To say the last few days have been a roller coaster ride for commodities would be an understatement, with both oil and gold providing some sensational trading opportunities, but for very different reasons. For gold, it was the Swiss referendum over the weekend, and for oil, it was the OPEC meeting in Vienna.
If we start with gold, and the overarching driver here has been the referendum by the Swiss, and the consequent rejection of a return to the gold standard for the Swiss franc. Until the last few days, the polls had suggested a close vote, and throughout November speculative positioning ahead of the vote on Sunday saw the price of gold recover from the lows of $1131 per ounce to test the $1205 per ounce area prior to last weekend. However, gold sold off sharply on Friday, as the prospects of a no vote became increasingly likely, with speculators closing out ahead of the decision, and Friday’s price action ended as a wide spread down candle with a lower wick.
However, what was of much greater interest, was not the price action itself, but the associated volume, which whilst above average, was not extreme. The wick to the lower body also hinted at further buying at this level. Yesterday’s price action, then suprised many, with gold soaring higher on the ‘no vote’, and in many ways defying logic. After all, logic would suggest a no vote would see gold prices fall, and a yes vote would see gold prices rise, and rise fast. It is perhaps ironic that had we been living in a world devoid of media and we only had a chart and data feed for company, we would have assumed, incorrectly, the Swiss had voted yes, with yesterday’s candle touching an intraday low of $1141 per ounce and an intraday high of $1221 per ounce before closing at $1207.90 per ounce.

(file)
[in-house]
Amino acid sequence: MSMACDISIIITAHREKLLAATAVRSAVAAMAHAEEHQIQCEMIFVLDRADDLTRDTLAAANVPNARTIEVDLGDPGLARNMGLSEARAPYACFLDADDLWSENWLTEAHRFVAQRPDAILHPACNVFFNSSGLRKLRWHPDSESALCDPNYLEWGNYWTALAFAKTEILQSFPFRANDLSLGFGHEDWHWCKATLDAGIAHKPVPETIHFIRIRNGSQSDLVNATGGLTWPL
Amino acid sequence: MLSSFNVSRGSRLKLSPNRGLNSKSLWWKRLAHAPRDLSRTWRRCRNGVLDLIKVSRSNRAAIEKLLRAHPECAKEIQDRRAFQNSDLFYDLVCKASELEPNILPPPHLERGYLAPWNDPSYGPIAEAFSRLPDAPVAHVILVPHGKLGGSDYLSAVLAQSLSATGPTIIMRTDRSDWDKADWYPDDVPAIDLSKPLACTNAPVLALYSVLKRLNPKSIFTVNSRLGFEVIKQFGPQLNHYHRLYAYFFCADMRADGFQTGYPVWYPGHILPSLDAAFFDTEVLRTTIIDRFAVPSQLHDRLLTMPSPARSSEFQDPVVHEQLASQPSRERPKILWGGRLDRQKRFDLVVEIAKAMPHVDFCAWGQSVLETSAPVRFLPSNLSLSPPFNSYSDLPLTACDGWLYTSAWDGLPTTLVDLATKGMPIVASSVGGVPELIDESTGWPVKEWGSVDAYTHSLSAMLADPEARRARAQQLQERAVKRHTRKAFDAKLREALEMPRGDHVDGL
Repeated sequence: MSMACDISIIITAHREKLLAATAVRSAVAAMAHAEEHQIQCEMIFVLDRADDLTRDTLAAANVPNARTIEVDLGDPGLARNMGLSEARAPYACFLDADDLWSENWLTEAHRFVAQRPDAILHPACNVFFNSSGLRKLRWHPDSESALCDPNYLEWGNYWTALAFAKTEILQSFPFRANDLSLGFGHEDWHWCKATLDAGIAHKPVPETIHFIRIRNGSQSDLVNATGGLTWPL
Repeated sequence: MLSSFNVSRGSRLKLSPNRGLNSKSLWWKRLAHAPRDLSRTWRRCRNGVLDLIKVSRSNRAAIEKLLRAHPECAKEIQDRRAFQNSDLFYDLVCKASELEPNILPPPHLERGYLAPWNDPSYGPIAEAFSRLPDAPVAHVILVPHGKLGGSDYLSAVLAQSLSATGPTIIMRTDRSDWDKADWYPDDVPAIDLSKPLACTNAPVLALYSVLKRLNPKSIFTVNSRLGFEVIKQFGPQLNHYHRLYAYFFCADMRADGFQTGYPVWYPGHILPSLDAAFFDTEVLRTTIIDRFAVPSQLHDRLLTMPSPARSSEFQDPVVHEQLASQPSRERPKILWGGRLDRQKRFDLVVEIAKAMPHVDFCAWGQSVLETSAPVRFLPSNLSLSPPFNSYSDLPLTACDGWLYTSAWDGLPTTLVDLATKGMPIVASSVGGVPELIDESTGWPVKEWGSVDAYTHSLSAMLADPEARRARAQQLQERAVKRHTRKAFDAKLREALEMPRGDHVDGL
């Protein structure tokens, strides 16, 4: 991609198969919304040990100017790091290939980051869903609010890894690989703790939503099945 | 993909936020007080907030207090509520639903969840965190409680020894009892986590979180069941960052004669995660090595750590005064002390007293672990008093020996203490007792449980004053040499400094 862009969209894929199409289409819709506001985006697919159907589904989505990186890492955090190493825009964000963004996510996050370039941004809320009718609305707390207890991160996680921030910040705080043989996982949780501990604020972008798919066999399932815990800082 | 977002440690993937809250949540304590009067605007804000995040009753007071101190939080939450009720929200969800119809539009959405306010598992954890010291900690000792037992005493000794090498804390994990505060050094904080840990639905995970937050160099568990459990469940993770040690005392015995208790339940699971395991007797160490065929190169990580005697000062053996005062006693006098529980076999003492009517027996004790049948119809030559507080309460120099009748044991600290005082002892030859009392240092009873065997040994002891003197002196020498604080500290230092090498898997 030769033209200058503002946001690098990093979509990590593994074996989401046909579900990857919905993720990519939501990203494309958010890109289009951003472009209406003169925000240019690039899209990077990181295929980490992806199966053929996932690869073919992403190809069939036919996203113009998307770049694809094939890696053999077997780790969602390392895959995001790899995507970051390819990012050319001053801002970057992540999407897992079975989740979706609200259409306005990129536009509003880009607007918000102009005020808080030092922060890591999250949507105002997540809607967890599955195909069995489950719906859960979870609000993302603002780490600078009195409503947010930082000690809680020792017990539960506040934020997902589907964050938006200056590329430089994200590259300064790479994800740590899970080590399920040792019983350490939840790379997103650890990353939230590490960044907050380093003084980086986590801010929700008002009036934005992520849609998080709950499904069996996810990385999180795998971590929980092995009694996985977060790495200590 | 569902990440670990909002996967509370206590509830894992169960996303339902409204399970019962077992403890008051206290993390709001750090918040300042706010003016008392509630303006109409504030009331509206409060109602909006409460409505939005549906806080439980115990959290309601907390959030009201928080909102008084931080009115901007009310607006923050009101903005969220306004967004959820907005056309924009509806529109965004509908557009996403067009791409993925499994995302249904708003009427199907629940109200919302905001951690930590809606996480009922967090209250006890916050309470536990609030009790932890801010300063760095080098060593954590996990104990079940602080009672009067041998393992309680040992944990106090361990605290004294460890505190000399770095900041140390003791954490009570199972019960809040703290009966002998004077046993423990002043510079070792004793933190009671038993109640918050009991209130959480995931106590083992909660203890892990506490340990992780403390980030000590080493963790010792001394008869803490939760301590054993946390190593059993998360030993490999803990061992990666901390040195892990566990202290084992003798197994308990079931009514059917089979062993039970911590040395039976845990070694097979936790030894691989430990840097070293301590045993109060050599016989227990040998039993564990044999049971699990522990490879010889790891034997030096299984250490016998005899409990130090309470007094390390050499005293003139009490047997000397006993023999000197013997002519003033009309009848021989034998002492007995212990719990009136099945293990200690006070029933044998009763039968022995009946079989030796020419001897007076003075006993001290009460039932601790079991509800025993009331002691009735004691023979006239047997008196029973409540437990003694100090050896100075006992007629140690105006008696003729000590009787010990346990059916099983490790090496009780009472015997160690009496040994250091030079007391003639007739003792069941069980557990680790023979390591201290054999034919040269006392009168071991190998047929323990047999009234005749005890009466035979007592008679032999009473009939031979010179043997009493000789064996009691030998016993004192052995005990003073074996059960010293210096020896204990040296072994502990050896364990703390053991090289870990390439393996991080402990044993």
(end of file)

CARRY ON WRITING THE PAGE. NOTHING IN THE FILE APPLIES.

The wide spread up candle created closed well outside the average true range expected for the price of gold on the daily chart, triggering the volatility indicator as a result. However, it is volume once again that reveals the truth behind the price action, and given its extreme nature, volume here should also be at an extreme, and not simply high. Indeed when compared with the previous up candles of November the volume is only marginally higher and is therefore sending a clear and unequivocal signal that the big operators are not joining this move, with the Swiss referendum offering the ideal vehicle for some extreme price manipulation. Once again it is volume that reveals all offering an inside view on the price action. Here it can be seen for what it is – a trap up move set by the insiders – an extreme one perhaps, but an opportunity simply too good to miss.
Moving to oil, and by contrast, the volume price relationship here is agreement, with Friday’s wide spread down candle duly confirmed with ultra high volume, and validating the weight of selling pressure in the market delivered as a result of OPEC’s decision to maintain supply for the time being, and not to cut to provide price support. Whilst the message from the meeting was of a united group, the calls for cuts are growing from some states increasingly concerned at the continuing collapse in the price of oil. However, the driving force here for OPEC is perhaps the growing market share now being taken by shale, and many countries increasingly considering alternative energy sources. Oil from shale is seen as a viable alternative, and OPEC is playing the longer game here, prepared to take some short term pain for longer term gain. If this is indeed the game plan, then we can expect to see oil prices continue to fall, and this is certainly confirmed by the technical picture with Friday’s break below the the floor of congestion in the $73.50 per barrel area, opening the trap door to a deeper move. Yesterday’s up candle on very high volume simply confirms the weak picture. After all, given the volume we would have expected a much higher move. Furthermore, with sentiment remaining heavily bearish, and driven by OPEC’s desire to drive the alternative energy sources into uneconomic production, we could see oil move through $60 per barrel in the longer term, as the battle for supremacy in the energy sector continues.
By Anna Coulling